Is Ron Paul Getting a Fair Shake in the Media? Watching the Watchers…
This is the first in a series of articles examining media coverage of the run up to the 2012 US Presidential election. Today we examine the media response to the Iowa Republican straw poll and attempt to find an empirical answer as to whether the media is under-reporting Ron Paul’s candidacy.
Ron Paul, one of the Republicans hoping to become his party’s Presidential nominee, is an interesting candidate: an obstetrician / gynecologist who has been a member of the House of Representatives on and off for 22 years (1976 to 1977, and again from 1979 to 1985, representing Texas’ 22nd District; 1997 to present representing Texas’ 14th District), Dr Paul has for three decades been considered “on the fringe” of the Republican Party, holding views centered on liberty, freedom and the supremacy of the United States Constitution. Recently, it seems his party is coming around to his views: witness the sudden clamoring for an audit of the Federal Reserve (something Dr Paul has been proposing for many, many years now) and the likewise anti-foreign war tilt of many (but not, notably, all) Republican Presidential aspirants.
But is Ron Paul getting a fair shake from the media? Here is a candidate who set single-day fundraising records in 2007 (and 99.42% of his funding came from individual contributors, with not a cent from federal funding), who has been ahead of the curve on several key issues (notably economic bubbles caused by federal monetary policy and the sagacity of foreign military adventures) and just today finished an extremely close second to Michele Bachmann in the Iowa Republican Presidential straw poll (Mrs Bachmann beat him by just 152 votes). Yet there are more media mentions of Tim Pawlenty, who finished a distant third, receiving fewer than half of Dr Paul’s votes. Does it just seem like Ron Paul isn’t getting the recognition he deserves with a second place finish in the straw poll, or is the media actually giving the Paul campaign the cold shoulder?
To examine this in further detail, we compared the results of the straw poll with media coverage of that same poll by the New York Times, the Los Angeles Times, the Washington Post, CNN, the Huffington Post and Fox News, which we picked arbitrarily. We examined each article and counted the number of references to each prospective Presidential candidate, as well as the number of paragraphs in which each candidate’s name appears, and then expressed these numbers as a percentage of all candidates’ numbers of mentions and paragraphs.
Here’s the executive summary:
- Every single one of the news sources we chose gave a disproportionately low number of mentions and paragraphs to candidate Paul, and in some cases, substantially;
- In every case, Tim Pawlenty, the third place finisher, received more mentions and more paragraphs than Ron Paul;
- The discrepancy between Mr Paul’s straw poll result and subsequent article mentions was the largest in the Los Angeles Times article: despite garnering 27.65% of the Iowa straw poll results, the LA Times article mentioned Mr Paul just twice, in a single paragraph. By comparison, Tim Pawlenty received half as many votes as Mr Paul but received three mentions. Mitt Romney, who wasn’t even part of the straw poll, likewise received three mentions, over three separate paragraphs;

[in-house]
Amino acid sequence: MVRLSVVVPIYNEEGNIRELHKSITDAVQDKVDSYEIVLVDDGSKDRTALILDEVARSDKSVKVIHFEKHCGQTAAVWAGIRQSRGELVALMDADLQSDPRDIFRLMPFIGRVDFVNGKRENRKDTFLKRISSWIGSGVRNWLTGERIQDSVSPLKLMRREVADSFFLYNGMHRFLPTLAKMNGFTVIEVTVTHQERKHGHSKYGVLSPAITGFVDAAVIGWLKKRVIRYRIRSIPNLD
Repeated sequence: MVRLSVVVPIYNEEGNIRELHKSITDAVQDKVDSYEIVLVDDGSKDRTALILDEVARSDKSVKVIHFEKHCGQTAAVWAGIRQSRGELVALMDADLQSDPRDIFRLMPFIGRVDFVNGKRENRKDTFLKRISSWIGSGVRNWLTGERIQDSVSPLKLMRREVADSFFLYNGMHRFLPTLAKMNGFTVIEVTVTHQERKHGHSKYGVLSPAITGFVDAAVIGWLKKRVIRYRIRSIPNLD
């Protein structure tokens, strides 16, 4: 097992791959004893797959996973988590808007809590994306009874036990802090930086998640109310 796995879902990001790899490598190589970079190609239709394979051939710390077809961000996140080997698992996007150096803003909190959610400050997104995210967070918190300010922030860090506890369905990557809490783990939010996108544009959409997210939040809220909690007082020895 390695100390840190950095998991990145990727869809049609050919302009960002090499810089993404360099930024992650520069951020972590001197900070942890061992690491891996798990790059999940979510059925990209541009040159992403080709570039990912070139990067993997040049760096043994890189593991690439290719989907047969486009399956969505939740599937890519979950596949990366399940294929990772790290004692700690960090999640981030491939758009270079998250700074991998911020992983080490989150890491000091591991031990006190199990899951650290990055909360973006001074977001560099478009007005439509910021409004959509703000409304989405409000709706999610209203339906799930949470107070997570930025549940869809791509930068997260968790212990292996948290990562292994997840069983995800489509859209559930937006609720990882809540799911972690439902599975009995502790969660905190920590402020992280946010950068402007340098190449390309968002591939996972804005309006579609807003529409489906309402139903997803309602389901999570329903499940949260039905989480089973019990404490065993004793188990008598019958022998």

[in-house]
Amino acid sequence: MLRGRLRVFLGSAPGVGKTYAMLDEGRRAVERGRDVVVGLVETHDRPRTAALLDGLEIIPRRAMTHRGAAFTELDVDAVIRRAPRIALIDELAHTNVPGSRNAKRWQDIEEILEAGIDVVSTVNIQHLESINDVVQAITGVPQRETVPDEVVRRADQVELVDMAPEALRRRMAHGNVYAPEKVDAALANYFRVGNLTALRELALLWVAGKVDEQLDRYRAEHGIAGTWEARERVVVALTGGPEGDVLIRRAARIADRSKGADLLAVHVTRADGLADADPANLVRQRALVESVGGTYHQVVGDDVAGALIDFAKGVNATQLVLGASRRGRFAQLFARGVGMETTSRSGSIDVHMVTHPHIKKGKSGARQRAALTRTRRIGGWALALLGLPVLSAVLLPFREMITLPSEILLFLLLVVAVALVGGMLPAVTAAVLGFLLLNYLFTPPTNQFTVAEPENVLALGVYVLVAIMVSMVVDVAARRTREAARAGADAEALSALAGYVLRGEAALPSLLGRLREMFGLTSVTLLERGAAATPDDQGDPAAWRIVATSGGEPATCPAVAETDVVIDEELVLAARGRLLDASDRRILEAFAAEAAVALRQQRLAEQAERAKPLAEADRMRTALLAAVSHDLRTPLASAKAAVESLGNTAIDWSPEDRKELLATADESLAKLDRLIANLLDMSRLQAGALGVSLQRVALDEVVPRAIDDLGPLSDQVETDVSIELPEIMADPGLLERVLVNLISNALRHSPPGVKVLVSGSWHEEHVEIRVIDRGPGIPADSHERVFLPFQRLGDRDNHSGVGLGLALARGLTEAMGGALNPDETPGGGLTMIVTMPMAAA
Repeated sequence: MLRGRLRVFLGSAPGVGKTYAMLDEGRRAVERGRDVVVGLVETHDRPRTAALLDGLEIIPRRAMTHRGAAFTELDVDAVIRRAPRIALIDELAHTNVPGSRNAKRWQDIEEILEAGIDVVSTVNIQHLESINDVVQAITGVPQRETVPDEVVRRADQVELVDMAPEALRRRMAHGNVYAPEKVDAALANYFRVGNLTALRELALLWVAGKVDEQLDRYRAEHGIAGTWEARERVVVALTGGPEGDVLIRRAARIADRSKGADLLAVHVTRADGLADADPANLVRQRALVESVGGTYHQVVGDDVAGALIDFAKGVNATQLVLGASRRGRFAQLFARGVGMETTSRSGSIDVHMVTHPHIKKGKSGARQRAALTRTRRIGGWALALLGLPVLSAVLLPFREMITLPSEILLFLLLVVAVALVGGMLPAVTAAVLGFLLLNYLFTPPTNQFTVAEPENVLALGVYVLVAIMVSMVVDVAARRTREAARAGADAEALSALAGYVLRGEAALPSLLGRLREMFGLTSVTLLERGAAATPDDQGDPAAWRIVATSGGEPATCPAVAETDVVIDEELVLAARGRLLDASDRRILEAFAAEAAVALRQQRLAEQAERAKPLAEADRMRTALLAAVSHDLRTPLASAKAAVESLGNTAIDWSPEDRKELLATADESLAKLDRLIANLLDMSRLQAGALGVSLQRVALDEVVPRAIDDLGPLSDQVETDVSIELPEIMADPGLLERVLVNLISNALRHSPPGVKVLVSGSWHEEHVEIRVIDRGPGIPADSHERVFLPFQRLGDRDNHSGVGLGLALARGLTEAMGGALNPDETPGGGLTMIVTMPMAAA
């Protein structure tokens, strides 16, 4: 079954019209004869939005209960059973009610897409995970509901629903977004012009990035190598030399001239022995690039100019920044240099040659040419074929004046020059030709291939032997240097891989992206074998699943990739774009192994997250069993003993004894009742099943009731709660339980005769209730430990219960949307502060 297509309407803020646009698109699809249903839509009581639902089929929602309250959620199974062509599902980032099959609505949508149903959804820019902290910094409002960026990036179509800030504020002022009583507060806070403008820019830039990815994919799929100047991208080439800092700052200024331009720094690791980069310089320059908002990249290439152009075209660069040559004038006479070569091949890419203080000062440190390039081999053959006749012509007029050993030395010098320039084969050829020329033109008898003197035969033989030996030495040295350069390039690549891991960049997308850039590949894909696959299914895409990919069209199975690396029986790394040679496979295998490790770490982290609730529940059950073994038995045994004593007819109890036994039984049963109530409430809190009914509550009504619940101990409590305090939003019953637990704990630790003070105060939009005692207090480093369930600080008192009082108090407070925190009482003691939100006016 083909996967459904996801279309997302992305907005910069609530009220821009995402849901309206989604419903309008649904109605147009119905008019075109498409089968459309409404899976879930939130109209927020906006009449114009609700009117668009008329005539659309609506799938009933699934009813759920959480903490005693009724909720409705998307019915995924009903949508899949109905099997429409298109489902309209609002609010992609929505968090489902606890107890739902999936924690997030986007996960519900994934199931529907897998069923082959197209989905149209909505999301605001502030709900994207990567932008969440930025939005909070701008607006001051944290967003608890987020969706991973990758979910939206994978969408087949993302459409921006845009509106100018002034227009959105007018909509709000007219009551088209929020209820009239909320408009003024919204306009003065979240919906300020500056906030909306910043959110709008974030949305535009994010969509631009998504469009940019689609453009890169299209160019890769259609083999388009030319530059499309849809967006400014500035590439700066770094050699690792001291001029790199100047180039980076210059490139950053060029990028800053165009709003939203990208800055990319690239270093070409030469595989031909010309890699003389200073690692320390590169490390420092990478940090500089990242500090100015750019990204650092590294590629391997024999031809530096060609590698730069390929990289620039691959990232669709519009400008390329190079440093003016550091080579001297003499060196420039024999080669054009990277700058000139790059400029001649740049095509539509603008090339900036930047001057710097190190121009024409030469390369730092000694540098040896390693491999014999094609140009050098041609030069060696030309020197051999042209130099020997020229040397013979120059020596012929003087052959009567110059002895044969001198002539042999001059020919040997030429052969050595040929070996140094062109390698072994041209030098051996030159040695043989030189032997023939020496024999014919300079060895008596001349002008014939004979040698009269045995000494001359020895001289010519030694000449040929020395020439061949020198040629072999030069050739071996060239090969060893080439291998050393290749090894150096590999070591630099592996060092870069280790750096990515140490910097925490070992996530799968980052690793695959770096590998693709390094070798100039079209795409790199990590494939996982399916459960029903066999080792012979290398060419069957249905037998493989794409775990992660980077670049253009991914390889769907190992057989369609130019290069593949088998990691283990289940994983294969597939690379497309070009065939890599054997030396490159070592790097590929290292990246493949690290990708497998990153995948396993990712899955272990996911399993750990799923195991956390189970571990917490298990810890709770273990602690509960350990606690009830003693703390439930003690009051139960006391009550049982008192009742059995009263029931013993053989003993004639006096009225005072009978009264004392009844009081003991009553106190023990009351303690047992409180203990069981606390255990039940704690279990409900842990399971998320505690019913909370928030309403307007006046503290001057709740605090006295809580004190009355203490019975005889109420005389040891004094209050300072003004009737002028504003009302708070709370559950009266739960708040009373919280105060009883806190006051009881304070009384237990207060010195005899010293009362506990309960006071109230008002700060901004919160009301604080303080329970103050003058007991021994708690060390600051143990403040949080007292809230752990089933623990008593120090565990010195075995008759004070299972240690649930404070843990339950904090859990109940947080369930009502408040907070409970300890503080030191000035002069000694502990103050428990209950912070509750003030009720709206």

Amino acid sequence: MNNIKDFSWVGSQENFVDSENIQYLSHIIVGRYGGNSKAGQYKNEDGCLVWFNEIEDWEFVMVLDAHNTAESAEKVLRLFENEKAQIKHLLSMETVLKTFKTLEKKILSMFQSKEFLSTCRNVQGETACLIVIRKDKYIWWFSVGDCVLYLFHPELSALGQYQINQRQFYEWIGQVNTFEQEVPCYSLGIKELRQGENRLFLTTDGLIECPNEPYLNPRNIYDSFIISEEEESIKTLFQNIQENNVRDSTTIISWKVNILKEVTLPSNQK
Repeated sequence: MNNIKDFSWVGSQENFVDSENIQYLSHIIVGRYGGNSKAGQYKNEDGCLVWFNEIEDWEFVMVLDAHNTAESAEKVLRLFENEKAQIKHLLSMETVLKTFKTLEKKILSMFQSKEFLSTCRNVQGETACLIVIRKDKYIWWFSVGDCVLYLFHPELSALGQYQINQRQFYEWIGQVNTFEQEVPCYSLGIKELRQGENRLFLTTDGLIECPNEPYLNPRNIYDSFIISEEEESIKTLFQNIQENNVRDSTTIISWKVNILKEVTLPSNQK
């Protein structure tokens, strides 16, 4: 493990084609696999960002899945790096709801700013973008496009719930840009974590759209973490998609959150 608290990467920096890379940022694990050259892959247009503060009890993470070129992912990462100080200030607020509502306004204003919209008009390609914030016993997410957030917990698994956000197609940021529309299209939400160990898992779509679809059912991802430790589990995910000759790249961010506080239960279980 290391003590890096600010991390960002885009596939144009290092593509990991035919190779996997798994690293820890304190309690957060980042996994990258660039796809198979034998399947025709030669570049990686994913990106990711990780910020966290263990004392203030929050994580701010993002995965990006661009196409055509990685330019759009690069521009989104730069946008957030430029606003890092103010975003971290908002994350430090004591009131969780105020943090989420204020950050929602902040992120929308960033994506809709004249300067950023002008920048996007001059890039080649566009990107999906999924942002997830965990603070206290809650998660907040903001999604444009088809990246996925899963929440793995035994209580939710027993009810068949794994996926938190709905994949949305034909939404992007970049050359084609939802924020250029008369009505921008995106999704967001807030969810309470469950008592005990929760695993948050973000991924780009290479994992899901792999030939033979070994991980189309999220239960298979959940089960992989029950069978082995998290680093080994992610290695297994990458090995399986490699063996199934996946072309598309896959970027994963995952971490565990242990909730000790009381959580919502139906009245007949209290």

- After the Los Angeles times, the publications with the greatest disparity between Mr Paul’s Iowa showing and the coverage they afforded him were (in order of largest disprepancy to narrowest): New York Times, Huffington Post, Washington Post, CNN and Fox News;
- Rick Perry’s attempt to distract attention from the Iowa straw poll worked: Mr Perry received 49 mentions in the articles we surveyed, compared to 47 for the straw poll winner, Michele Bachmann, and just 18 for Ron Paul;
- Herman Cain received fewer than one-third of the votes Mr Paul received, however CNN mentioned him as many times, in the same number of paragraphs, as Dr Paul;
- Fox News came closest to giving each candidate a number of mentions and paragraphs proportional to that candidate’s poll showing (but Ron Paul was still substantially under-represented).
*****Update 1: strange too how the results of the Ames straw poll were announced by the organizers – or rather, weren’t: Michele Bachmann was announced as the winner, and that was it – no announcement of how the rest of the field fared, which is particularly strange given that Ron Paul came in second by just 152 votes. You can see the announcement here (see also around the 2:35 mark, as Paul’s numbers are shown on the board and the crowd reacts).
*****Update 2: today (Sunday, August 14th, 2011) the New York Times ran an article titled, “After Iowa, Republicans Face a New Landscape” written by Jeff Zeleny and Michael D. Shear. The article spends 27 paragraphs discussing the remaining potential Republican Presidential nominees in light of Tim Pawlenty’s withdrawal from the race. In those 27 paragraphs, the candidate who missed winning the Ames straw poll by just 152 votes is given this single sentence, in the second-to-last paragraph: “Representative Ron Paul of Texas, who finished a close second in the straw poll, could also influence the race with his strain of libertarian views that have become more popular in this economic climate.”
*****Update 3: Jon Stewart ran an excellent segment about the concerted effort to ignore Mr Paul:
Here is the data in chart form (in order of largest “Ron Paul discrepancy” to least): red lines indicate percentage of votes received in the Iowa straw poll by the candidate; white lines indicate percentage of paragraph mentions for the candidate (as compared to total number of paragraphs in which all candidates’ names appear, ie not to the total number of paragraphs in the article); blue lines indicate total number of mentions of the candidates’ names in the article: